There’s a thick layer of dust everywhere in Denegri Towers just now; not because I have relaxed my house-keeping rules further than usual (if indeed such a thing were possible) but because we’ve got the builders – rather, builder – in. Our bathroom and loo, previously sporting a look I’d describe as “Eastern-bloc chic” are being overhauled into something rather more up to date and enticing. Spa, rather than stalag, is the look we’re aiming for.
This project has been some months in the planning and execution. The interesting thing is that when I made the original call to the builder back in January, to see if he’d like the work, he let me know straight off that he had no availability until June at the earliest – which eventually turned into July.
Despite – or more accurately, because of – this we were happy to wait. When someone is so busy you’ve got to wait six months, you can be reasonably certain they’re good. Plus, he came highly recommended by friends of ours – he did their kitchen and it was incredible. I say was - they sold their house not long after and the new owner promptly ripped the entire ground floor out to make an open-plan living space. The kitchen was one of the casualties of this, ending up in a skip. Nightmare! Also, he tells me that in 15 years of doing this work, he’s never had to advertise – all his work has come through word of mouth – which is pretty impressive.
Now it’s our turn. Robert, the builder (I have assiduously avoided calling him Bob the Builder; I’m sure he’s heard it all before*) has been working on our project for a couple of weeks. On some of those days, I’ve been working at home, on others Mr D has been here, and on yet more he’s been here alone with the dogs for company. Each and every combination has worked well – he’s a considerate and tidy project manager, he’s very pleasant, so we’re very happy to share our space with him at close quarters, but much, much more importantly, we trust him. How so? Well, it’s not a single factor, rather a combination of everything I’ve already mentioned. The quality of his work was a given. He’s got good people skills. He even puts up with the dogs (he’s a bit afraid of dogs in general, rather than ours in particular).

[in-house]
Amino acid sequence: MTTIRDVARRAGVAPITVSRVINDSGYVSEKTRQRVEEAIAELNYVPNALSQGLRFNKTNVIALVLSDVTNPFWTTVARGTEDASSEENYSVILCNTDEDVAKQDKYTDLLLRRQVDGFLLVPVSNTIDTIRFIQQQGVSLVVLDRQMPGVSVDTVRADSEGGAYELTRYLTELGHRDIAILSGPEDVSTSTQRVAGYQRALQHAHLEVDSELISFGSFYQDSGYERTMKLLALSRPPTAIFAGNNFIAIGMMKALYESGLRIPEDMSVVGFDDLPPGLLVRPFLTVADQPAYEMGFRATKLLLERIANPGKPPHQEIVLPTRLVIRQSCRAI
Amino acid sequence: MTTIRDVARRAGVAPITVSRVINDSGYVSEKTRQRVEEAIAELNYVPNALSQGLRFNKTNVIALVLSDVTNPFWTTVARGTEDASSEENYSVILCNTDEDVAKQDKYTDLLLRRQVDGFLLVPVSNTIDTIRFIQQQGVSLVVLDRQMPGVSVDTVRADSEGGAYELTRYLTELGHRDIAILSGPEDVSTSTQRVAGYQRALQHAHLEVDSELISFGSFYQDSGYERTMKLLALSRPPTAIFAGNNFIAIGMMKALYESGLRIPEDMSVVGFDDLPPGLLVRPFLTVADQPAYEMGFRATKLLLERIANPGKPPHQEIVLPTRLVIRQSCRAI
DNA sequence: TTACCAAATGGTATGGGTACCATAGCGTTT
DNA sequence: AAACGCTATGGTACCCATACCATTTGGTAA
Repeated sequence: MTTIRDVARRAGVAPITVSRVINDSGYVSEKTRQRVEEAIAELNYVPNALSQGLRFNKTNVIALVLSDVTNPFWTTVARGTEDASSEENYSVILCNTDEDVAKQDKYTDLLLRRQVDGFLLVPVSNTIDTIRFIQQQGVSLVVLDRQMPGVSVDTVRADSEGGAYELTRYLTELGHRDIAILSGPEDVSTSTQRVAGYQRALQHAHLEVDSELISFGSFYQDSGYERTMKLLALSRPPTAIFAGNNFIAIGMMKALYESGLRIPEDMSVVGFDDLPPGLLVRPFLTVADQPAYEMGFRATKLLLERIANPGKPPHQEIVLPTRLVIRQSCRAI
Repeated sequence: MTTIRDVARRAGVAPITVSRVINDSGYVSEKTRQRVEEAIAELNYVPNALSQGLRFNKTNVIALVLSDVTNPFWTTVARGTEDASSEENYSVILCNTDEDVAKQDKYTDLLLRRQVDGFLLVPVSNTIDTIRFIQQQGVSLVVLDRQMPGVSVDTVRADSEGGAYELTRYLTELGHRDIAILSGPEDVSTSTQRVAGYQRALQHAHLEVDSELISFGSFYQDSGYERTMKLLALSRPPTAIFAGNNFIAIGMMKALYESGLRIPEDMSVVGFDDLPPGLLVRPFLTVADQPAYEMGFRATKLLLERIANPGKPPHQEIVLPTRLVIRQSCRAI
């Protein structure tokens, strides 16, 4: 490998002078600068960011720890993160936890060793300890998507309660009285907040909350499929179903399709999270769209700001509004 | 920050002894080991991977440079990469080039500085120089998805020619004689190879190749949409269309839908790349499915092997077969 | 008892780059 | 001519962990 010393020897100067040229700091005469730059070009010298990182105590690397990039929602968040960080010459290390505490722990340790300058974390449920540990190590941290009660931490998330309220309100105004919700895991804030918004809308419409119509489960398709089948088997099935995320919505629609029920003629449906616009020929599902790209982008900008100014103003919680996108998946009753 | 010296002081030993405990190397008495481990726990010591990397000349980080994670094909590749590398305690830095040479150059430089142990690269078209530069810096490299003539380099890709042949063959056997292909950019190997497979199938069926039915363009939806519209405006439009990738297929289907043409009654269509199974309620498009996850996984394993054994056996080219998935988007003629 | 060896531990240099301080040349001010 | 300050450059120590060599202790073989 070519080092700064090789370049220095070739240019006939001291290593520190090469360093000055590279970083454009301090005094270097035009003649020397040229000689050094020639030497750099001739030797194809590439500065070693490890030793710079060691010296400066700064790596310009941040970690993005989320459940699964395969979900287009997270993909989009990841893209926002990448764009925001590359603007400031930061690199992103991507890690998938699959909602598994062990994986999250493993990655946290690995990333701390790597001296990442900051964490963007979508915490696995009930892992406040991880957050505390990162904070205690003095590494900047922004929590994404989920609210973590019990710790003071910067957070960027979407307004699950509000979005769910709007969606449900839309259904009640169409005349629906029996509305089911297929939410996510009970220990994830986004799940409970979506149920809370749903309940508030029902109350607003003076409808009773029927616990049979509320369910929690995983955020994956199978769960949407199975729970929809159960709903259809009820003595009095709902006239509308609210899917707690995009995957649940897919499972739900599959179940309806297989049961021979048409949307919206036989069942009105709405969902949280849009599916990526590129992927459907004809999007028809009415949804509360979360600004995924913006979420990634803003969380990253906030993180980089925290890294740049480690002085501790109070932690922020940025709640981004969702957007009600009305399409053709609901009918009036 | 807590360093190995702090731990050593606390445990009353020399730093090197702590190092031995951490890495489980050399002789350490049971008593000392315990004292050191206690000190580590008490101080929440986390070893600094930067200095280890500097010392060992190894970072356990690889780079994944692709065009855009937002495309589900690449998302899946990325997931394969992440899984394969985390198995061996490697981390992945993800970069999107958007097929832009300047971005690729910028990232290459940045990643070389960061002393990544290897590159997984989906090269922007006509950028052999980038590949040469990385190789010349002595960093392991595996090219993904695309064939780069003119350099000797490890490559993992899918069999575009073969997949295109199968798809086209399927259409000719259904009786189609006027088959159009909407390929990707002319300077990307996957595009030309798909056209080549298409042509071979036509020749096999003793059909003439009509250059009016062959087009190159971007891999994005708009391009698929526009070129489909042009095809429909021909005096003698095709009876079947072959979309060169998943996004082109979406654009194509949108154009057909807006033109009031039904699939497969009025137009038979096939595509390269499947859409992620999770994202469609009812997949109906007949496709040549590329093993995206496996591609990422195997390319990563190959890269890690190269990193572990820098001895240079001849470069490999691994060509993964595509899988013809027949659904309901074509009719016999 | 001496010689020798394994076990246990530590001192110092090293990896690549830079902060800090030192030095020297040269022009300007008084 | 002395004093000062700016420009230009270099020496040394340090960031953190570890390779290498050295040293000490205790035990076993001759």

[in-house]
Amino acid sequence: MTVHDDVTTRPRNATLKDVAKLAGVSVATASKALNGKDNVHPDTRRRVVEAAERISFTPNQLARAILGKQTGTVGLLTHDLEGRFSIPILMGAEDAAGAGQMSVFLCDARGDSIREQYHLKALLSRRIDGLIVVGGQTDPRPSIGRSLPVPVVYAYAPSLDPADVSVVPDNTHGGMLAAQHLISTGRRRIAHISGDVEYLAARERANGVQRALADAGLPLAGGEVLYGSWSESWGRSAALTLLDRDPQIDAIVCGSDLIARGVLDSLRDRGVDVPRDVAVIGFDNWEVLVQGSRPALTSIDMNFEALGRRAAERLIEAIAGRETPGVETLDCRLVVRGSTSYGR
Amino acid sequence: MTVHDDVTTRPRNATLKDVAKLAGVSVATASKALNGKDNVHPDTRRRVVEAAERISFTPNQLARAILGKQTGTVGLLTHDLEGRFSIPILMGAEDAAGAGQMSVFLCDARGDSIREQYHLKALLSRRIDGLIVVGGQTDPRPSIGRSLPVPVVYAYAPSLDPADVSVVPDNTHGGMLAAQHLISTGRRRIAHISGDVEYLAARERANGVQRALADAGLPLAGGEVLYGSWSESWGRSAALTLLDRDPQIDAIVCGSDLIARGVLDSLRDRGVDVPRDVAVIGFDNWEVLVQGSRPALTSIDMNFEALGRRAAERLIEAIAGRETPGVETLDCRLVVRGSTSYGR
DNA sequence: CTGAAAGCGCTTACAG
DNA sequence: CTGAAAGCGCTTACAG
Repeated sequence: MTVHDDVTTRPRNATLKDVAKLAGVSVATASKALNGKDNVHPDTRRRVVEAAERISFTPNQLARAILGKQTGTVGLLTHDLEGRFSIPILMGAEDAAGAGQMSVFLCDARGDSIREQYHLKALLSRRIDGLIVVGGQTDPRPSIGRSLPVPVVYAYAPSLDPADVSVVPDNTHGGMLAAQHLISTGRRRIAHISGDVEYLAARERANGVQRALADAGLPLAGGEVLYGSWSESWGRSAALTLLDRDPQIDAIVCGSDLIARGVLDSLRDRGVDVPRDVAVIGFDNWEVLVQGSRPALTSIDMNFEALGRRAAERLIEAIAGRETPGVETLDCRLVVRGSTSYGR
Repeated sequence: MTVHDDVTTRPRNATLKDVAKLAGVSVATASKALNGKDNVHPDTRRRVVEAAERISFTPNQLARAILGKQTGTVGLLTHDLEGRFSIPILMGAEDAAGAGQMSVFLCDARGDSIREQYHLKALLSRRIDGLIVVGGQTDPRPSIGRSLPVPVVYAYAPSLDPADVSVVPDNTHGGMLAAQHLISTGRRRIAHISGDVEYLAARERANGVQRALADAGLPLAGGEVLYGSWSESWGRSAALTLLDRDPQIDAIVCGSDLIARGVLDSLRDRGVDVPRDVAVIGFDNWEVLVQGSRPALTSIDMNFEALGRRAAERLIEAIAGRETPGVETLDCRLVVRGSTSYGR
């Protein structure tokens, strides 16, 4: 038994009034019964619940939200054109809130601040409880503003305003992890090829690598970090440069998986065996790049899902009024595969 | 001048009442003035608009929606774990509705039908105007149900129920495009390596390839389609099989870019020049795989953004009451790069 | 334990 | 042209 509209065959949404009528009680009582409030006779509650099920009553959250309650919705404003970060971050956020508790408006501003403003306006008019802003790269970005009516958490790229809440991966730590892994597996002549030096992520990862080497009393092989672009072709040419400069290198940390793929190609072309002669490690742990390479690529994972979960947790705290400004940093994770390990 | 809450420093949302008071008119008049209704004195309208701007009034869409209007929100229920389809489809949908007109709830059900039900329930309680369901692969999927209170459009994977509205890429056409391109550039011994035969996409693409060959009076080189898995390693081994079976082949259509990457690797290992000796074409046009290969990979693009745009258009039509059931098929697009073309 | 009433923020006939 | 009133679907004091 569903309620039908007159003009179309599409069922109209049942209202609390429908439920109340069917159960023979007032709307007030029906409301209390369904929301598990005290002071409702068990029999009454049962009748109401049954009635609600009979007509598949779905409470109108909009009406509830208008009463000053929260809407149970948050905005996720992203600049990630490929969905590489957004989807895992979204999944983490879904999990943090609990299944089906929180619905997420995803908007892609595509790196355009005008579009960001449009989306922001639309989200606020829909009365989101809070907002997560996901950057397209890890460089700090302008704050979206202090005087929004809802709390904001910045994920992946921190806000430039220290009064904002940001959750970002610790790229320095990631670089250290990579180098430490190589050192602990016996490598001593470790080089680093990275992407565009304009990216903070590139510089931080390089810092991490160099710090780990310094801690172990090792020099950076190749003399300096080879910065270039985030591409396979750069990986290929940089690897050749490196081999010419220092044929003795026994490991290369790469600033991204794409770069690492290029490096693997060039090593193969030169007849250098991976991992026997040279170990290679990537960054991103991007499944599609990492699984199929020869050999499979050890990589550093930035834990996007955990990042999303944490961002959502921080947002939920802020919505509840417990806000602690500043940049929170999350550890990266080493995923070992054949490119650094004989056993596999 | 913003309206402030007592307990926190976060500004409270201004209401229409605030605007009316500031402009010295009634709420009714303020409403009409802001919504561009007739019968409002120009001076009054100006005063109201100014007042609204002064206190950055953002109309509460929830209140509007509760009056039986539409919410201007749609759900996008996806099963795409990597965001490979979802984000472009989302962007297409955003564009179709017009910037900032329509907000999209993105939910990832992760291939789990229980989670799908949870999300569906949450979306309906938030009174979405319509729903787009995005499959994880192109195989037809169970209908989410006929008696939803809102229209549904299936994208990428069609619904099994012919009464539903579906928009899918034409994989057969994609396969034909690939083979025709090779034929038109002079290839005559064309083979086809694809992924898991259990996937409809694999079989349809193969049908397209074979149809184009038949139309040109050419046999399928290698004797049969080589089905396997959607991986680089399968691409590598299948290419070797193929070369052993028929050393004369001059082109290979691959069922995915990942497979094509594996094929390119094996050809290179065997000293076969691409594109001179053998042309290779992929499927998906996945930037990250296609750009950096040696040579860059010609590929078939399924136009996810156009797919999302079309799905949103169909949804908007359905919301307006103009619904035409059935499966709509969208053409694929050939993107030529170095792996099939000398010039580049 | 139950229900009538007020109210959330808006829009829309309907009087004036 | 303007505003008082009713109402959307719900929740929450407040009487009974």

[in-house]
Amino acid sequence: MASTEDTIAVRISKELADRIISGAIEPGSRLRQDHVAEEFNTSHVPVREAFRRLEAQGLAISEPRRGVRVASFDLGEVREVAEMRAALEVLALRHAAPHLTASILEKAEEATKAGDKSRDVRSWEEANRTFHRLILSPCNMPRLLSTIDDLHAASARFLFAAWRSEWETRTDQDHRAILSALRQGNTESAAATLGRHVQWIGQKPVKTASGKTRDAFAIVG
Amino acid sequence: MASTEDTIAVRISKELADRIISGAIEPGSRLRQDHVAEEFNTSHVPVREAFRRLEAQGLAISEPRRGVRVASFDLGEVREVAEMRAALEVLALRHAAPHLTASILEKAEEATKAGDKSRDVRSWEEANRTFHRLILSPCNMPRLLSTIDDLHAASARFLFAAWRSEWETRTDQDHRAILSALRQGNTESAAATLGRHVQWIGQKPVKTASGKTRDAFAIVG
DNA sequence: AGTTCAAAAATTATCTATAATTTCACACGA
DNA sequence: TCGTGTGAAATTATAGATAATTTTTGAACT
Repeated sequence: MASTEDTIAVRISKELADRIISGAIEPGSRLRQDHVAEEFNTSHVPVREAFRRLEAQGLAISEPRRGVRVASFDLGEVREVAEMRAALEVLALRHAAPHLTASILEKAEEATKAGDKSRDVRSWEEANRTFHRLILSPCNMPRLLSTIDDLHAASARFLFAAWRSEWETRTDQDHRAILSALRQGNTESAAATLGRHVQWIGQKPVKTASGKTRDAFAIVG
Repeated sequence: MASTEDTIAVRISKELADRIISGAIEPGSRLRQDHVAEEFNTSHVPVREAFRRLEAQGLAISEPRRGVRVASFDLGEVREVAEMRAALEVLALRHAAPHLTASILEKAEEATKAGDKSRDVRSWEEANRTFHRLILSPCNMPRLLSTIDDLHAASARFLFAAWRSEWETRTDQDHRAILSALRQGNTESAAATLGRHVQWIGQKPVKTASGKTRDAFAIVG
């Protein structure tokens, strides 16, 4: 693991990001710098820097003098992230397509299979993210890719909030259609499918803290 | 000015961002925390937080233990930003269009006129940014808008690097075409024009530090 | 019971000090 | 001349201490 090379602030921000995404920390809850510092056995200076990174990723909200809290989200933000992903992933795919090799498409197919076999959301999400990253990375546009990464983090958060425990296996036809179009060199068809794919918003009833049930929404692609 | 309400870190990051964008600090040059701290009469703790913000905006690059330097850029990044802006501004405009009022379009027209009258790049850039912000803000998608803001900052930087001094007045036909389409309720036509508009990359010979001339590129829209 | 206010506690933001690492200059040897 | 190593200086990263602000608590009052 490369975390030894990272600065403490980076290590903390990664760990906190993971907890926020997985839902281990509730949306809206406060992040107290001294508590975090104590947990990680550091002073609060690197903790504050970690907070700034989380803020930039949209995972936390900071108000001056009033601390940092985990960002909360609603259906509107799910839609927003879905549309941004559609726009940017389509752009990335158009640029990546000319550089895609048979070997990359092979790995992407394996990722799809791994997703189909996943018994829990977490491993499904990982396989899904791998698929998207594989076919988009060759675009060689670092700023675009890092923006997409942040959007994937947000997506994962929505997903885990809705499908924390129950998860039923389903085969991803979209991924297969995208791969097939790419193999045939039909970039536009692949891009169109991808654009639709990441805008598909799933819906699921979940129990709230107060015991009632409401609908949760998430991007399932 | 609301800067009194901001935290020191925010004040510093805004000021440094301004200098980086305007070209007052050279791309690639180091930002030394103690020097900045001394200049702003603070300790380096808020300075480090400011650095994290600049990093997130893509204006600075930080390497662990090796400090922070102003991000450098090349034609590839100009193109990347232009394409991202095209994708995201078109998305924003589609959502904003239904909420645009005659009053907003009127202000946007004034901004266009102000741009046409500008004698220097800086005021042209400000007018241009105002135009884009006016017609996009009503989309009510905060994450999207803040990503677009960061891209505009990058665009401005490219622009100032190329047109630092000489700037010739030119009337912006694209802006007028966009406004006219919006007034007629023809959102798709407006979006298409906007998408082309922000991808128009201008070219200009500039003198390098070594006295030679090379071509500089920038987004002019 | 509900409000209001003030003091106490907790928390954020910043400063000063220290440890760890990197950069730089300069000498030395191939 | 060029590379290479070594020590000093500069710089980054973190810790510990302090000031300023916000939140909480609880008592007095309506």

All of this has got me thinking. Would your (indeed our) clients want you in their home? Can you honestly say that you tick all the boxes for them? Technical excellence? Emotional intelligence – by which I mean, amongst other things being good at listening, asking questions, picking up when they’re not sure about something and identifying how to resolve it, for example? Would every single one of your clients be willing to recommend you to others in their network, ensuring a steady stream of work? Are you patient, able to deal with the idiotic questions they put your way (if they’re anything like me)? If not, why not? What are you (we) waiting for? I’m writing this late on Friday afternoon. I’m going to finish this post, and spend a wee while thinking about how I get better at delivering the products my clients want before I start my weekend. Wish me luck – and if you are a past or current client reading this, do let me know if there’s anything I could do better, differently or more of to keep our working relationship strong. I mean it! You can e-mail me at firstname.lastname@example.org All feedback will be gratefully received.
*Before I got married, my surname was Bain. After a lifetime of people telling me I was the “bain/bane” of their lives I know how quickly the joke wears thin. Much more quickly than you’d imagine, hence my impressive show of self-discipline here ;)
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about the author
Nicky Denegri is our Senior Consultant. If you would like to know more about this subject, drop her an email and we will be in touch.